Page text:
The 2012 conference is the 7th in the BIOGEOMON series of meetings that was started by the Czech Geological Survey, Prague, at a time when the Czech Republic was still behind the Iron Curtain.
In the 1970s, Bedrich Moldan and Tomas Paces of Czechoslovakia's Geochemistry Department in the Geologic Survey started hydrogeochemical monitoring of small catchments in the Central European region, later known as "The Black Triangle." At that time, spruce die-back in the Erzgebirge Mountains was well under way. Nearly half of the world's soft coal production occurred in the area, with most of the coal being burned in Soviet-style power plants that lacked desulphurization. The coal contained about 3 % sulfur by weight. Between 1975 and 1990, over 1000 km2 of spruce stands died back in the area, mainly above 700 meters elevation. During most of this time, the Communist governments of the Czech Republic (then part of Czechoslovakia), East Germany, and Poland denied any problem, and pictures of the "fish-bone" silhouettes of dead spruce trees were hardly ever leaked to the West. It was unthinkable for local researchers to publish air-borne concentrations of pollutants, with the one notable exception of Tomas Paces' 1985 Nature paper on sources of acidification in Central Europe (Paces 1985). It was in this unfriendly environment that Bedrich Moldan and Tomas Paces invited leading environmental geochemists, many of who were personal friends from the Prague Spring political thaw of 1968-1970, to Prague to discuss element mass balances in catchments with spruce-decline. The meeting was named GEOMON. Over 150 participants, many from Western Europe and a few from North America, gathered in the Art-Nouveau Municipal House in the Old Town of Prague in 1987. The organizers displayed over 20 national flags, borrowed from the Foreign Ministry, on the balcony of the Municipal House. During the first night, the U.S. and British flags were stolen; such was the fascination of Prague's underworld with these symbols. The authorities were unprepared for the size of the turnout of western scientists, followed by a surprise field trip that took symposium participants for an inspection of the critically-ill ecosystems of the Erzgebirge Mountains. The word about the severity of damage spread across Western Europe and North America. Right after the Velvet Revolution, which ousted the Communists (1989), Bedrich Moldan, the founder of GEOMON, became Minister of the Environment in the new democratic government.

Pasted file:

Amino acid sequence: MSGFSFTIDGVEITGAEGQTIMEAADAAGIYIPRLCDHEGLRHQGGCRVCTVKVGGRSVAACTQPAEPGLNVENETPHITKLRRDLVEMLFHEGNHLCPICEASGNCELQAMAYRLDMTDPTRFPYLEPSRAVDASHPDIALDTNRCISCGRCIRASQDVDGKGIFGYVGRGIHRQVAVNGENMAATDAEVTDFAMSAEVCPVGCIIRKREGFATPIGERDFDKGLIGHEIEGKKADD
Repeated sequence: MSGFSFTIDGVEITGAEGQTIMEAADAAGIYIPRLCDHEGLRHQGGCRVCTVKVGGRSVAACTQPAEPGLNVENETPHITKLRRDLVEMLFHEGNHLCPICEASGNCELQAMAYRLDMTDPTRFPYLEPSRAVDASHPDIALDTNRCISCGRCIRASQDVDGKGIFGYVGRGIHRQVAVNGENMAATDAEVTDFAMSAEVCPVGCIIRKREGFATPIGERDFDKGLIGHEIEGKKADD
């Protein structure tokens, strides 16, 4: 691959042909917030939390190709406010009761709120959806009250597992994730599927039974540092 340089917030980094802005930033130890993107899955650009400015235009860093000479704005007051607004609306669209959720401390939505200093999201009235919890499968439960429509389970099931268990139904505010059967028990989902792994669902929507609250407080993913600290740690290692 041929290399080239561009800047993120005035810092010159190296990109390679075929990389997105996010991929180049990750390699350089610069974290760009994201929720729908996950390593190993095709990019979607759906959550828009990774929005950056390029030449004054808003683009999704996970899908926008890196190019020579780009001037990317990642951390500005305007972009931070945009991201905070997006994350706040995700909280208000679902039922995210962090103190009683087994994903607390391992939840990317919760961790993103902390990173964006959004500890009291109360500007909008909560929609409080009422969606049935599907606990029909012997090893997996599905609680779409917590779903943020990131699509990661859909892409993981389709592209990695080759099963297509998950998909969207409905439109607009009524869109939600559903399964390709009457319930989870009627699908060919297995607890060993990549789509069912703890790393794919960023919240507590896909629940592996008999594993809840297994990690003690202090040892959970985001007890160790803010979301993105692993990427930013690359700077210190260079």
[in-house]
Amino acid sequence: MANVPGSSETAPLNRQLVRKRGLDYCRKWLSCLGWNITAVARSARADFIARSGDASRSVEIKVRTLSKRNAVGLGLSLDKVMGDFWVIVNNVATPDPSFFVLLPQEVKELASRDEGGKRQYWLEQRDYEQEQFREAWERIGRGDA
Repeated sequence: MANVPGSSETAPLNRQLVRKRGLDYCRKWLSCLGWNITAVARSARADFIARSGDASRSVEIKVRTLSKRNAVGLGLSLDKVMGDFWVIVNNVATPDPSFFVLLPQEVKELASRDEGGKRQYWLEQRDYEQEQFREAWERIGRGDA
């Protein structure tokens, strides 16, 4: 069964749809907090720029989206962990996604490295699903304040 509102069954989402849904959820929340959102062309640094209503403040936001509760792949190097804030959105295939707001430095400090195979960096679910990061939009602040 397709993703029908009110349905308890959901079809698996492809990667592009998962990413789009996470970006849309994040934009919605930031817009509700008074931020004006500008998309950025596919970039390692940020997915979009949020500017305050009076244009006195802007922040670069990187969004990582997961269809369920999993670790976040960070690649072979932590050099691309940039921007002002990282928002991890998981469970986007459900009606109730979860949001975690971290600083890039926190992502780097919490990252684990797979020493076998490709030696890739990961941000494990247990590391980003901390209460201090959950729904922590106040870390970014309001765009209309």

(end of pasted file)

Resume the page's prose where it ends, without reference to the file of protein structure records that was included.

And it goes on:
Because of the success of the first GEOMON meeting, subsequent meetings were held at venues that have deliberately oscillated across the Atlantic Ocean to encourage international participation. The meeting was re-named BIOGEOMON in 1992, to emphasize the broad array of biogeochemical topics that were increasingly dominating the conference. The sequence, growth, and venue of the BIOGEOMON conference are summarized below:
Prague, Czechoslovakia (1987, n = 150, 20 countries) (alias GEOMON)
Prague, Czech Republic (1992, n = 200, 27 countries) (renamed BIOGEOMON)
Villanova, Pennsylvania, USA (1997, n = 240, 28 countries)
Reading, England, UK (2002, n = ca. 300)
Santa Cruz, California, USA (2006, n = ca. 300, 30 countries)
Helsinki, Finland (2009, n = 450, 474 oral papers and posters, 43 countries, 5 continents) (www.environment.fi/syke/biogeomon2009)
Northport, Maine, USA (2012)